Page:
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I have a directory that contains numerically named subdirectories ( eg. 1, 2, 3, 32000, 43546 ). I need to delete all directories over a certain number. For example, I need to delete all subdirectories that have a name that is numerically larger than 14234. Can this be done with a single command line action?

rm -r /directory/subdirectories_over_14234 ( how can I do this? )
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What shell are you using? –  glenn jackman Feb 16 '12 at 21:45
    
Good question. How can I determine this? –  T. Brian Jones Feb 16 '12 at 21:51
    
echo $SHELL is a first step, or echo $BASH_VERSION –  glenn jackman Feb 16 '12 at 21:57
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3 Answers

up vote 2 down vote accepted

Well you can do a bash for loop instruction so as to iterate over the directory filename and use the test command then after extracting the target number of the file name.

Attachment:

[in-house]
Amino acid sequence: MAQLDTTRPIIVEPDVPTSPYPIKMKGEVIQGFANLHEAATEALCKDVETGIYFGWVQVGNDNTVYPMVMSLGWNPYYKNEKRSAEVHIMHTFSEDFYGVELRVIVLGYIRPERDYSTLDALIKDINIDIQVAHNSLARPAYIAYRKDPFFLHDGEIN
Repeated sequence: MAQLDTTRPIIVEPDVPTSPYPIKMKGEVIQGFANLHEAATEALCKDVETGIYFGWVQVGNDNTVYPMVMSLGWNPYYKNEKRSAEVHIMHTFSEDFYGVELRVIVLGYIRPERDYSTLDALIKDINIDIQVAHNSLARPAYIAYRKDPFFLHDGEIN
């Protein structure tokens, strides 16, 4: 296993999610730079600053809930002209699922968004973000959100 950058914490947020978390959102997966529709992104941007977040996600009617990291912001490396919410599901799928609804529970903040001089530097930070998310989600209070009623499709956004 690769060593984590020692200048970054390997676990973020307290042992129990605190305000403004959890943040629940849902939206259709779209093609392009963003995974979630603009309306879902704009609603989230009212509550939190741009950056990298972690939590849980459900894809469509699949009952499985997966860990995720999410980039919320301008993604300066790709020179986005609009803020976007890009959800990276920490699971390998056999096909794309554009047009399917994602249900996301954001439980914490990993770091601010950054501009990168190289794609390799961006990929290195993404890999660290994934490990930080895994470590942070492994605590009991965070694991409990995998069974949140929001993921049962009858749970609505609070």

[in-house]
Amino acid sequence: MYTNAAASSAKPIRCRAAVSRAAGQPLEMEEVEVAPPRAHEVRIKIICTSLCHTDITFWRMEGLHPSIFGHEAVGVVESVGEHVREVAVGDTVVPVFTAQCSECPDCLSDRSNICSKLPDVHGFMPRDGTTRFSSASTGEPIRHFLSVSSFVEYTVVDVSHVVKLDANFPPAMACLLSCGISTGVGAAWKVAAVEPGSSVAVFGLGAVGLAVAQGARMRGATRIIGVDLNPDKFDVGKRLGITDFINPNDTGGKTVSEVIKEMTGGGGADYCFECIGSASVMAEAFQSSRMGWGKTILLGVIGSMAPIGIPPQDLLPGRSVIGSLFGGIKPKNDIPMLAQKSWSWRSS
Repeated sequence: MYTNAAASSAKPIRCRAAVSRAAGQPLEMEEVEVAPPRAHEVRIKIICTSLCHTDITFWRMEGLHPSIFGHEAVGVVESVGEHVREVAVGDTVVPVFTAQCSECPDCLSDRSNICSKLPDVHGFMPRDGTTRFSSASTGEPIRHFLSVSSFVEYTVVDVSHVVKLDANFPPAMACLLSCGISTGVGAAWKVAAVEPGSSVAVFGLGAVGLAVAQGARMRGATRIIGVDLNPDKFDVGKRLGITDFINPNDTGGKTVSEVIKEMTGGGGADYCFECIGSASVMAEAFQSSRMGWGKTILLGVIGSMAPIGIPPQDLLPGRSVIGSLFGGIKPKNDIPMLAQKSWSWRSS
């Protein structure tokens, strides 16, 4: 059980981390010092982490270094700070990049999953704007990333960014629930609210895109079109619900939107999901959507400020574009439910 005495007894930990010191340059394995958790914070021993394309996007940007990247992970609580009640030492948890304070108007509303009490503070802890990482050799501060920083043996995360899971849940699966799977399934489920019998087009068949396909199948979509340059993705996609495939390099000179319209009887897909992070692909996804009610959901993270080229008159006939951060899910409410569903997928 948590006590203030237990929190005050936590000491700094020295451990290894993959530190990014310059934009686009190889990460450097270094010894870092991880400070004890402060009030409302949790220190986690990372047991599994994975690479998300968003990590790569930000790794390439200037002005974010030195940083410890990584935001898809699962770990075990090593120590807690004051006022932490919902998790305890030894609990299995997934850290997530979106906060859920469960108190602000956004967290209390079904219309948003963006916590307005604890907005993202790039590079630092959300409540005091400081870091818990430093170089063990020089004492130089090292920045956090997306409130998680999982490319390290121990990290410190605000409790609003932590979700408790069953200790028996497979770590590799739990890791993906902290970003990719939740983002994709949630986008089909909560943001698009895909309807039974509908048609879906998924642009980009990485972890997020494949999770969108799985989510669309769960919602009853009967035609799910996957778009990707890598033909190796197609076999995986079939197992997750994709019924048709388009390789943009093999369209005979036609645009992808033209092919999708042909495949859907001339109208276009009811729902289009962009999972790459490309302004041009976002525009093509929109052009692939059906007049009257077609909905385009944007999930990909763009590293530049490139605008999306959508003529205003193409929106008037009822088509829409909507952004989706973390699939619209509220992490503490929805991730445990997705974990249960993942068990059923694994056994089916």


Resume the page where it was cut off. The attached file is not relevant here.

Should be something like this :

for $file in /your/path 
do
   #extract number here with any text processing command (ed ?)
   if test [$name -leq your_value]
   then
      rm -R $file
   fi
done
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You don't mention which shell you're using. I'm using Zsh and it has a very cool feature: it can select files based on numbers just like you want! So you can do

$ rm -r /directory/<14234->(/)

to select all the subdirectories of /directory with a numeric value over 14234.

In general, you use

<a-b>

to select paths with a numeric values between a and b. You append a (/) to only match directories. Use (.) to only match files. The glob patterns in Zsh are very powerful and can mostly (if not always) replace the good old find command.

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In bash, I'd write

for dir in *; do [[ -d $dir ]] && (( dir > 14234 )) && echo rm -r $dir; done

Remove the echo at your discretion.

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